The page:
Many foreign nationals work in the US culinary industry. Of course, this is not surprising since American cuisine has long been influenced by culinary traditions from around the world. While there are a number of visa options that may be suitable for restaurant workers, in this post we are focusing on one of the most common visas available for highly talented chefs, bakers, and front of house staff. That’s the O-1B, for artists of extraordinary ability. (Yes, chefs are artists too!) We’ve previously discussed the O-1 generally and specifically for the TV and film industry, but for those culinary talents considering visa options for the US, we have an O-1 recipe for you! (Okay, this is a little silly, but we’re always looking for new ways to explain complex visas processes.)
- A US petitioner willing to employ and sponsor the culinary professional;
- A culinary professional (e.g., Executive Chef, Pastry Chef, Head Sous Chef, or Maître D’) who is “extraordinary” and can provide evidence of at least three of six evidentiary criteria for the O-1B visa. (The culinary talent must be “ripe” meaning they have worked in the industry for several years. An inexperienced culinary talent may cause this recipe to fail);
- The requisite forms to be filed with US Citizenship & Immigration Services (USCIS), including the G-28, I-129 with the O Supplement;
- A support letter from the US petitioner; and
- A consultation letter from the American Culinary Federation;
* Please note that this is not intended to be a comprehensive list.
1. Consult with an immigration attorney
Navigating the US immigration system is not an easy task, especially since it is constantly changing. For that reason, we recommend that US petitioners and foreign nationals consult with an immigration attorney to figure out what their best options are when it comes to working in the US. Not everyone qualifies for an O-1B visa, for example, but they may have other viable options; an experienced immigration attorney can help outline those options and determine which one is most likely to be successful.
2. Collect the evidence
In order to qualify for the O-1B visa, the culinary professional must demonstrate at least three of the six evidentiary criteria that Immigration looks for in all O-1B petitions. This evidence could include reference letters from experts in the culinary field attesting to the foreign national’s extraordinary ability, press about the foreign national or the establishments where they have worked, evidence of industry awards (e.g., Michelin stars, James Beard awards, and so on), the receipt of a high salary by the foreign national as compared with others in the field, and more. Once all of this evidence has been collected, the attorney can make a determination as to which of the six categories of evidence should be claimed.
3. Prepare the forms and documents for filing with Immigration
In addition to the evidence discussed above, the O-1B petition requires a support letter from the petitioner establishing why the foreign national is eligible for the visa category, as well as several government-issued forms. These forms and letter can be lengthy and it is important that they are filled out correctly, which is why it’s recommended for an experienced immigration attorney to assist with this process.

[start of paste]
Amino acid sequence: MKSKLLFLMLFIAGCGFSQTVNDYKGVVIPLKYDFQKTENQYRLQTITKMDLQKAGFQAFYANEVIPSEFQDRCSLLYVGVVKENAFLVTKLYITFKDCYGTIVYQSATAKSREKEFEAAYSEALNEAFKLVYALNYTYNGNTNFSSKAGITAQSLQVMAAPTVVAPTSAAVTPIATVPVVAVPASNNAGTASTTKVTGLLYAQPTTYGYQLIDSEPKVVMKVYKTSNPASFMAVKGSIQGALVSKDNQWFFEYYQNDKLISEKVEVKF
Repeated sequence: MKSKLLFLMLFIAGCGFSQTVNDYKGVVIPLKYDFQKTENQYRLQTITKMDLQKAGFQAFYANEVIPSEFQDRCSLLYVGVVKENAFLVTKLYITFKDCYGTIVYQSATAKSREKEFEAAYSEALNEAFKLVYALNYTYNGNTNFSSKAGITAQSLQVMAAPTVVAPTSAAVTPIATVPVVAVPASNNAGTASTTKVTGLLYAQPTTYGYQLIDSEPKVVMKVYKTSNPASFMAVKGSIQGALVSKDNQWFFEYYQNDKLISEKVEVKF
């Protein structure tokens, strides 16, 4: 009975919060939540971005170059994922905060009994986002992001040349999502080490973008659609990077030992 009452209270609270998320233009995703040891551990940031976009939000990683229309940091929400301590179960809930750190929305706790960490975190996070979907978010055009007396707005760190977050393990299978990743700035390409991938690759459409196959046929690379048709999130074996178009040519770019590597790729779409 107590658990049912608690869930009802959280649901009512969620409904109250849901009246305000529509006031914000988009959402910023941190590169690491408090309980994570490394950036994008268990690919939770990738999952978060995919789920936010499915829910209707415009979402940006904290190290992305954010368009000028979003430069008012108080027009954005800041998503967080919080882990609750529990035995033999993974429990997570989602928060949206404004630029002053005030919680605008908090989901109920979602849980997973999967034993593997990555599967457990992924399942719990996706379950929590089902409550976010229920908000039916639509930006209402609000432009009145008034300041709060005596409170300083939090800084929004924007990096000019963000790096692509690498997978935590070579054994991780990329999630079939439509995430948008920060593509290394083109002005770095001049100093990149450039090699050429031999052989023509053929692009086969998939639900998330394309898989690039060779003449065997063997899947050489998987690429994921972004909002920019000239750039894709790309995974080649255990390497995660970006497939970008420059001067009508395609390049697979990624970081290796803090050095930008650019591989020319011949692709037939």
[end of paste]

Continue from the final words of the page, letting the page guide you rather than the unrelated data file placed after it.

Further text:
4. Obtain the union consultation letter
Before the petition can be submitted to USCIS, a union consultation letter must be obtained from the American Culinary Federation (ACF). This letter must state the foreign national’s ability and achievements in the culinary field, the nature of duties to be performed, and whether the position requires the services of an individual of extraordinary ability. In order to obtain this consultation, a copy of the foreign national’s O-1 petition must be sent to the ACF (along with a fee) so that the union can make a determination. The union consultation letter must be sought even if the foreign national applicant is not a member of the union.
5. File with Immigration
Once the union has issued its consultation letter, it should be included in the foreign national’s O-1 petition, which can now be submitted to USCIS. Once Immigration receives the package, an immigration officer will examine the evidence and decide whether or not the foreign national is indeed “extraordinary” in the culinary field. If they decide that the foreign national qualifies, they will approve the case. If not, they may either deny the case or issue a request for additional evidence.
6. Receive approval notice and obtain visa stamp
If the foreign national’s case is approved, they will receive an I-797 Approval Notice—hooray! But just to make things more confusing, this approval notice is not the visa. There is one more step that must be taken before the foreign national can travel to the US to work: they must obtain a visa stamp at a US Embassy/Consulate abroad (except for Canadians).
7. Arrive in the US and start making culinary masterpieces!
Once the foreign national receives their visa stamp, they can finally travel to the US to work for the petitioner and start making amazing culinary creations! Seriously, this is our favorite part. We love delicious food—international or American, we eat it all!